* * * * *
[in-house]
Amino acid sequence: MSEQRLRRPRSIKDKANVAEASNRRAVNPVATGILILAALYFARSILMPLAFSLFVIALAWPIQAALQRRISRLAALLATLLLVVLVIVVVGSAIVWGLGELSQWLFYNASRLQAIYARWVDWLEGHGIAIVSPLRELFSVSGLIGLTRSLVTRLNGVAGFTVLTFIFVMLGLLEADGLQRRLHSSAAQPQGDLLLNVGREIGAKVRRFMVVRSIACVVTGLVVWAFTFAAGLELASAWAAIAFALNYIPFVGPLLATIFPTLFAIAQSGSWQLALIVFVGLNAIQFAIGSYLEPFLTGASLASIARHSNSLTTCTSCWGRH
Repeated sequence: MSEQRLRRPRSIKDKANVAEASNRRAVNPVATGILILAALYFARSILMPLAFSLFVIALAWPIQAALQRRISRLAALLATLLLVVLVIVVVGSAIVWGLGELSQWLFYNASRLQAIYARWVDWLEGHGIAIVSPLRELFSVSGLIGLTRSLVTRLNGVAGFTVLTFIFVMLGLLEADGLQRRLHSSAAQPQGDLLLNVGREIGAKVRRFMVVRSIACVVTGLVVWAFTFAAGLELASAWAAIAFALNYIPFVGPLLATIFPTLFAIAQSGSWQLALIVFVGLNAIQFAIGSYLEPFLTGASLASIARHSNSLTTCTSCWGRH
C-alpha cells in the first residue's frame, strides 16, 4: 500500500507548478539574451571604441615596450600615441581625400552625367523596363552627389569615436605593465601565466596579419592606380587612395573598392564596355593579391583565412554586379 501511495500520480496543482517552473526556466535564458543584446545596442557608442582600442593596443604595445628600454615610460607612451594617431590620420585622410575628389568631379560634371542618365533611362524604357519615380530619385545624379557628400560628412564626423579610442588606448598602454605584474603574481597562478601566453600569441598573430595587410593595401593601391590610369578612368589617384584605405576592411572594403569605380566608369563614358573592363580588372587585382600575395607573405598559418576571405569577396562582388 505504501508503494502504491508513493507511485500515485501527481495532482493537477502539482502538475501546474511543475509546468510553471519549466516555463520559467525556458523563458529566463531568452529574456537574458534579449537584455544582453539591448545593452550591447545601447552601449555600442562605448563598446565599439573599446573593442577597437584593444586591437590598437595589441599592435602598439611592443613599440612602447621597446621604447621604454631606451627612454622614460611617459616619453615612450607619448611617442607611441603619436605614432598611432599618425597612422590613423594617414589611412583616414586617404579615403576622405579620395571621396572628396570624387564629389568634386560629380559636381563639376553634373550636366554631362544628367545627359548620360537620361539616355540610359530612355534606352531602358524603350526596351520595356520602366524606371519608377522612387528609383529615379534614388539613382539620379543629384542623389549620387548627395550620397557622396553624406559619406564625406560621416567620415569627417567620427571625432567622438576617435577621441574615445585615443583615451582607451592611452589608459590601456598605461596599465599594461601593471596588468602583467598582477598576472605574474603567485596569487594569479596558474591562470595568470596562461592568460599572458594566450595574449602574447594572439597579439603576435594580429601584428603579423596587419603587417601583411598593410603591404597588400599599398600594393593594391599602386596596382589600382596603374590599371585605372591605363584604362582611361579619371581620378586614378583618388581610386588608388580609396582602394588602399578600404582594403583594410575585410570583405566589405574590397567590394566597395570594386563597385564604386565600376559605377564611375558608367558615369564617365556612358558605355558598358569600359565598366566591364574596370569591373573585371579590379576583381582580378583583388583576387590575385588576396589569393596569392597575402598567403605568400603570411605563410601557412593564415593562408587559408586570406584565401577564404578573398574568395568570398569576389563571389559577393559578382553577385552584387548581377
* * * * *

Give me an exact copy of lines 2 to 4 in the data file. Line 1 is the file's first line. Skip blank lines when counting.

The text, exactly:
Amino acid sequence: MSEQRLRRPRSIKDKANVAEASNRRAVNPVATGILILAALYFARSILMPLAFSLFVIALAWPIQAALQRRISRLAALLATLLLVVLVIVVVGSAIVWGLGELSQWLFYNASRLQAIYARWVDWLEGHGIAIVSPLRELFSVSGLIGLTRSLVTRLNGVAGFTVLTFIFVMLGLLEADGLQRRLHSSAAQPQGDLLLNVGREIGAKVRRFMVVRSIACVVTGLVVWAFTFAAGLELASAWAAIAFALNYIPFVGPLLATIFPTLFAIAQSGSWQLALIVFVGLNAIQFAIGSYLEPFLTGASLASIARHSNSLTTCTSCWGRH
Repeated sequence: MSEQRLRRPRSIKDKANVAEASNRRAVNPVATGILILAALYFARSILMPLAFSLFVIALAWPIQAALQRRISRLAALLATLLLVVLVIVVVGSAIVWGLGELSQWLFYNASRLQAIYARWVDWLEGHGIAIVSPLRELFSVSGLIGLTRSLVTRLNGVAGFTVLTFIFVMLGLLEADGLQRRLHSSAAQPQGDLLLNVGREIGAKVRRFMVVRSIACVVTGLVVWAFTFAAGLELASAWAAIAFALNYIPFVGPLLATIFPTLFAIAQSGSWQLALIVFVGLNAIQFAIGSYLEPFLTGASLASIARHSNSLTTCTSCWGRH
C-alpha cells in the first residue's frame, strides 16, 4: 500500500507548478539574451571604441615596450600615441581625400552625367523596363552627389569615436605593465601565466596579419592606380587612395573598392564596355593579391583565412554586379 501511495500520480496543482517552473526556466535564458543584446545596442557608442582600442593596443604595445628600454615610460607612451594617431590620420585622410575628389568631379560634371542618365533611362524604357519615380530619385545624379557628400560628412564626423579610442588606448598602454605584474603574481597562478601566453600569441598573430595587410593595401593601391590610369578612368589617384584605405576592411572594403569605380566608369563614358573592363580588372587585382600575395607573405598559418576571405569577396562582388 505504501508503494502504491508513493507511485500515485501527481495532482493537477502539482502538475501546474511543475509546468510553471519549466516555463520559467525556458523563458529566463531568452529574456537574458534579449537584455544582453539591448545593452550591447545601447552601449555600442562605448563598446565599439573599446573593442577597437584593444586591437590598437595589441599592435602598439611592443613599440612602447621597446621604447621604454631606451627612454622614460611617459616619453615612450607619448611617442607611441603619436605614432598611432599618425597612422590613423594617414589611412583616414586617404579615403576622405579620395571621396572628396570624387564629389568634386560629380559636381563639376553634373550636366554631362544628367545627359548620360537620361539616355540610359530612355534606352531602358524603350526596351520595356520602366524606371519608377522612387528609383529615379534614388539613382539620379543629384542623389549620387548627395550620397557622396553624406559619406564625406560621416567620415569627417567620427571625432567622438576617435577621441574615445585615443583615451582607451592611452589608459590601456598605461596599465599594461601593471596588468602583467598582477598576472605574474603567485596569487594569479596558474591562470595568470596562461592568460599572458594566450595574449602574447594572439597579439603576435594580429601584428603579423596587419603587417601583411598593410603591404597588400599599398600594393593594391599602386596596382589600382596603374590599371585605372591605363584604362582611361579619371581620378586614378583618388581610386588608388580609396582602394588602399578600404582594403583594410575585410570583405566589405574590397567590394566597395570594386563597385564604386565600376559605377564611375558608367558615369564617365556612358558605355558598358569600359565598366566591364574596370569591373573585371579590379576583381582580378583583388583576387590575385588576396589569393596569392597575402598567403605568400603570411605563410601557412593564415593562408587559408586570406584565401577564404578573398574568395568570398569576389563571389559577393559578382553577385552584387548581377